TV review: Hunter gathering is not just for holidays

Will Millard with tribe member Markus. Photographer: Gavin Searle

My Year With The Tribe, BBC 2, Sunday at 9pm

We are enthralled with the idea of hunter gatherers.

It's mixed up with a view of the modern world as environmentally damaging, removed from nature and overly complex.

We yearn for a simpler time when the tribe harvested its food, medicine and housing materials from the land and forest around it.

Will Millard's three-part series was to be an exploration of the Korawai tribe in the deep rainforest of Papua.

The Korawai live in tree-houses because they believe the forest floor is inhabited by dangerous spirits and Millard hoped a family would take him in.

Bruce Parry and others have made lots of television about the ways of remote tribes and Millard's film may have been as routine, but instead it turned into an existential question about the point of this kind of film making.

It turns out the Korawai know what filmmakers, photographers and tourists want, and are prepared to give it to them - at a price.

A Korowai man lists the menu: £5 for a picture, £25 to go fishing and £50 to go into the forest to harvest grubs (as favoured by the producers of I'm a Celebrity, Get Me Out Of Here).

But the contracts can get even bigger. Millard finds out that a 40 metre high tree house has never been lived in and was specially built for filming. A Korawai man he befriends explains that inhabited tree houses are never more than 10 metres high.

And anyway, almost all the Korowai now live in villages and only take off their clothes and head to abandoned tree houses to trick foolish westerners.

There must be a bit of Kerryman in this tribe because the Kingdom has been pulling this kind of trick on rich Americans for decades.

You wanted to congratulate the Korowai on their business acumen, while understanding their desire for progress.

Why should indigenous people remain frozen in time for tourists to take their picture on their iPhones and proselytise about getting back to nature before flying home in a jet plane to a prosperous western life?


The Queen's Green Planet, UTV, Monday at 9pm

Queen Elizabeth was also promoting the environment, but her mission was a bit more sustainable.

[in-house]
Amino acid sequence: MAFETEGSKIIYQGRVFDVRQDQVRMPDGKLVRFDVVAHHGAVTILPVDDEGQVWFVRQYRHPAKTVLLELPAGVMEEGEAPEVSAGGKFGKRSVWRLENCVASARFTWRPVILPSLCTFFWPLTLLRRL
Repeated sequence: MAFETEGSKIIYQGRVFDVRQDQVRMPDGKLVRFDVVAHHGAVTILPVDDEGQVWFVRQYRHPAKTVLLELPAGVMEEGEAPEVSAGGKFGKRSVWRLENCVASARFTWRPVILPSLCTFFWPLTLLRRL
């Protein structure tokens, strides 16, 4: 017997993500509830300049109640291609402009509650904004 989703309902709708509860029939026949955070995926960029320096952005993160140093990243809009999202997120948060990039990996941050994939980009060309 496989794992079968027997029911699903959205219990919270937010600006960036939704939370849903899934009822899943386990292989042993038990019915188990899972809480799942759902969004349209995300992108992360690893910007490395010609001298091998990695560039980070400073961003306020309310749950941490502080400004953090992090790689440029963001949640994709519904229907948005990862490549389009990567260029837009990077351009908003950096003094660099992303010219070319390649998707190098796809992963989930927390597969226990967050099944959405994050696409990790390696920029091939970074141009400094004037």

She wants to increase the amount of trees in the world under the banner of “The Queen's Commonwealth Canopy.”

This requires a lot of glad handing - a speciality of the monarchy - of high commissioners of the 53 nations of the Commonwealth to convince them to legally protect existing forests and plant more.

The centrepiece of the television programme, however, was the Queen inviting David Attenborough over to the gardens of Buckingham Palace to have a chat about trees and the project.

Attenborough (92 next month) even wore a suit and tie for the occasion,

Both (the Queen is 92 in a couple of days) looked and sounded spectacularly well for their age.

They discussed the London Plane trees planted by Victoria and Albert, the trees planted on their birth of her children and the sorrow of James I when he planted the wrong kind of Mulberry and the silk worms didn't make any silk.

Interspersed in the walk and chat, we were taken to various parts of the world where younger royals planted trees and watched school children dance.

Nothing new there then.

“It's what our family does,” said Harry in Namibia. “We travel the world planting trees.”

As a project it was well-intended. As a television programme it was a little bit dull, but no doubt the royal watchers will have loved seeing the Queen in conversation with one of the world's greatest conservationists.

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